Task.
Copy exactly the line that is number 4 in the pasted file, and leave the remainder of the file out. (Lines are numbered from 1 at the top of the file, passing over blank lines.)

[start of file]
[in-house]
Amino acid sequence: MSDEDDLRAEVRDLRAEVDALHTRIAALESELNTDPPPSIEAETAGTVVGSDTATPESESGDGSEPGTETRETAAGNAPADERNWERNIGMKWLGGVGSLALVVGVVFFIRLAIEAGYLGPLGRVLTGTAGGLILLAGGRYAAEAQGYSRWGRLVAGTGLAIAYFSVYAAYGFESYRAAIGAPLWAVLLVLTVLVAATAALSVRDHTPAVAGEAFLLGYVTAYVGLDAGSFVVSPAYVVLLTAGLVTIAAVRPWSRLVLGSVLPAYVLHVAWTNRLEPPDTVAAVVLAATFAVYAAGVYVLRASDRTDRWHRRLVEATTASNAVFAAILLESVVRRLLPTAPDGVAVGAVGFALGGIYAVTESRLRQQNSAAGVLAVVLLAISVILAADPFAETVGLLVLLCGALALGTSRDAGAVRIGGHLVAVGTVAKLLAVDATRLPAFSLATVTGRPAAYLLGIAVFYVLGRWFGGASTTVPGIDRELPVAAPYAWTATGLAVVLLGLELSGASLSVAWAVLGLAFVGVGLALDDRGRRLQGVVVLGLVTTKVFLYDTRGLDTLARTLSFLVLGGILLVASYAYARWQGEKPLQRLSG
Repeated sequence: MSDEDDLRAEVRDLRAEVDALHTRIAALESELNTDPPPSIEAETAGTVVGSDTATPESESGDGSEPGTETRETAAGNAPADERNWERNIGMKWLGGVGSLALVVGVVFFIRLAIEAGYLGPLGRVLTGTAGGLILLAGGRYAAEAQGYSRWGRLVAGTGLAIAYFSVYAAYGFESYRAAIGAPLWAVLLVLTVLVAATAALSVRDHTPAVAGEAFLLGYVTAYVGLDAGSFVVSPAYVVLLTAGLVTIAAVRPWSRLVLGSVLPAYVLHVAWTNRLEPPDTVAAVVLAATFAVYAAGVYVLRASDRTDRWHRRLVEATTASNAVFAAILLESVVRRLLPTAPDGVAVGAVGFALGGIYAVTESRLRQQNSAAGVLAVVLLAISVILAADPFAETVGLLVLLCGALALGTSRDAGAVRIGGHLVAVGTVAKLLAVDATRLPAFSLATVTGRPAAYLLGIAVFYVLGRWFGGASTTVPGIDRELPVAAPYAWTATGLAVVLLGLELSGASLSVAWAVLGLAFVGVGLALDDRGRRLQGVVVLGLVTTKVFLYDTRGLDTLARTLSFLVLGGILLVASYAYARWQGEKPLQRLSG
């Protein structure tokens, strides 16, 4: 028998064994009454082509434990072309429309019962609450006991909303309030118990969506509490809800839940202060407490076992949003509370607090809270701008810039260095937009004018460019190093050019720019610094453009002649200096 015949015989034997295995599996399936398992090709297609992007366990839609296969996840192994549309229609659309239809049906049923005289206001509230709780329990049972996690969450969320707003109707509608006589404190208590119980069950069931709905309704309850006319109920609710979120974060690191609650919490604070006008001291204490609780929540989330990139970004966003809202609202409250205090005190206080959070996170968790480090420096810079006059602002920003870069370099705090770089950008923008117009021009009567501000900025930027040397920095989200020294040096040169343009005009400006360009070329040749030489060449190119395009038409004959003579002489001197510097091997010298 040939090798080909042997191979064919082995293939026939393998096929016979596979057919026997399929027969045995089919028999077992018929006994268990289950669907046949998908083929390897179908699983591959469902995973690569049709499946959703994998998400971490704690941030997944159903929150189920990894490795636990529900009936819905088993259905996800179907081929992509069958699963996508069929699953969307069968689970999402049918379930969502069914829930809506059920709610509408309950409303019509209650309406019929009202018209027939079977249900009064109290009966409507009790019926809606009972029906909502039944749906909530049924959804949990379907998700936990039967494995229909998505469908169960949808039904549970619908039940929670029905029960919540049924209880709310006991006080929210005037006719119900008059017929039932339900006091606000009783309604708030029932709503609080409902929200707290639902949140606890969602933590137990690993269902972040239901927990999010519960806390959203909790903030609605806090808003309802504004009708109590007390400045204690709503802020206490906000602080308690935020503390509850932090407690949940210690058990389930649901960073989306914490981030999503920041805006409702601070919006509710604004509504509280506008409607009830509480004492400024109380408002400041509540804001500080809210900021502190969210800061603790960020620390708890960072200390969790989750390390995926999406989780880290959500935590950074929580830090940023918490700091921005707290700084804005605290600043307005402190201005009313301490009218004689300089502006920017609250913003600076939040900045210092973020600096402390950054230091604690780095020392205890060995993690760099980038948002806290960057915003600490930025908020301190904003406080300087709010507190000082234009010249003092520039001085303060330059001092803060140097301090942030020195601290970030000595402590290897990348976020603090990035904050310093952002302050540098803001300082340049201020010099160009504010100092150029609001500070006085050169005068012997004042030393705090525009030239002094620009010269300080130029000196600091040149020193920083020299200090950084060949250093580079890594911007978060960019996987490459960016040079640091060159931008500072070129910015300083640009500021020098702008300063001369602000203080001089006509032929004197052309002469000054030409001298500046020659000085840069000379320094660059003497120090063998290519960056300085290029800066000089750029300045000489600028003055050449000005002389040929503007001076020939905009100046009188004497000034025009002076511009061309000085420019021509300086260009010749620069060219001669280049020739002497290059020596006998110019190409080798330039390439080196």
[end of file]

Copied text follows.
């Protein structure tokens, strides 16, 4: 028998064994009454082509434990072309429309019962609450006991909303309030118990969506509490809800839940202060407490076992949003509370607090809270701008810039260095937009004018460019190093050019720019610094453009002649200096 015949015989034997295995599996399936398992090709297609992007366990839609296969996840192994549309229609659309239809049906049923005289206001509230709780329990049972996690969450969320707003109707509608006589404190208590119980069950069931709905309704309850006319109920609710979120974060690191609650919490604070006008001291204490609780929540989330990139970004966003809202609202409250205090005190206080959070996170968790480090420096810079006059602002920003870069370099705090770089950008923008117009021009009567501000900025930027040397920095989200020294040096040169343009005009400006360009070329040749030489060449190119395009038409004959003579002489001197510097091997010298 040939090798080909042997191979064919082995293939026939393998096929016979596979057919026997399929027969045995089919028999077992018929006994268990289950669907046949998908083929390897179908699983591959469902995973690569049709499946959703994998998400971490704690941030997944159903929150189920990894490795636990529900009936819905088993259905996800179907081929992509069958699963996508069929699953969307069968689970999402049918379930969502069914829930809506059920709610509408309950409303019509209650309406019929009202018209027939079977249900009064109290009966409507009790019926809606009972029906909502039944749906909530049924959804949990379907998700936990039967494995229909998505469908169960949808039904549970619908039940929670029905029960919540049924209880709310006991006080929210005037006719119900008059017929039932339900006091606000009783309604708030029932709503609080409902929200707290639902949140606890969602933590137990690993269902972040239901927990999010519960806390959203909790903030609605806090808003309802504004009708109590007390400045204690709503802020206490906000602080308690935020503390509850932090407690949940210690058990389930649901960073989306914490981030999503920041805006409702601070919006509710604004509504509280506008409607009830509480004492400024109380408002400041509540804001500080809210900021502190969210800061603790960020620390708890960072200390969790989750390390995926999406989780880290959500935590950074929580830090940023918490700091921005707290700084804005605290600043307005402190201005009313301490009218004689300089502006920017609250913003600076939040900045210092973020600096402390950054230091604690780095020392205890060995993690760099980038948002806290960057915003600490930025908020301190904003406080300087709010507190000082234009010249003092520039001085303060330059001092803060140097301090942030020195601290970030000595402590290897990348976020603090990035904050310093952002302050540098803001300082340049201020010099160009504010100092150029609001500070006085050169005068012997004042030393705090525009030239002094620009010269300080130029000196600091040149020193920083020299200090950084060949250093580079890594911007978060960019996987490459960016040079640091060159931008500072070129910015300083640009500021020098702008300063001369602000203080001089006509032929004197052309002469000054030409001298500046020659000085840069000379320094660059003497120090063998290519960056300085290029800066000089750029300045000489600028003055050449000005002389040929503007001076020939905009100046009188004497000034025009002076511009061309000085420019021509300086260009010749620069060219001669280049020739002497290059020596006998110019190409080798330039390439080196």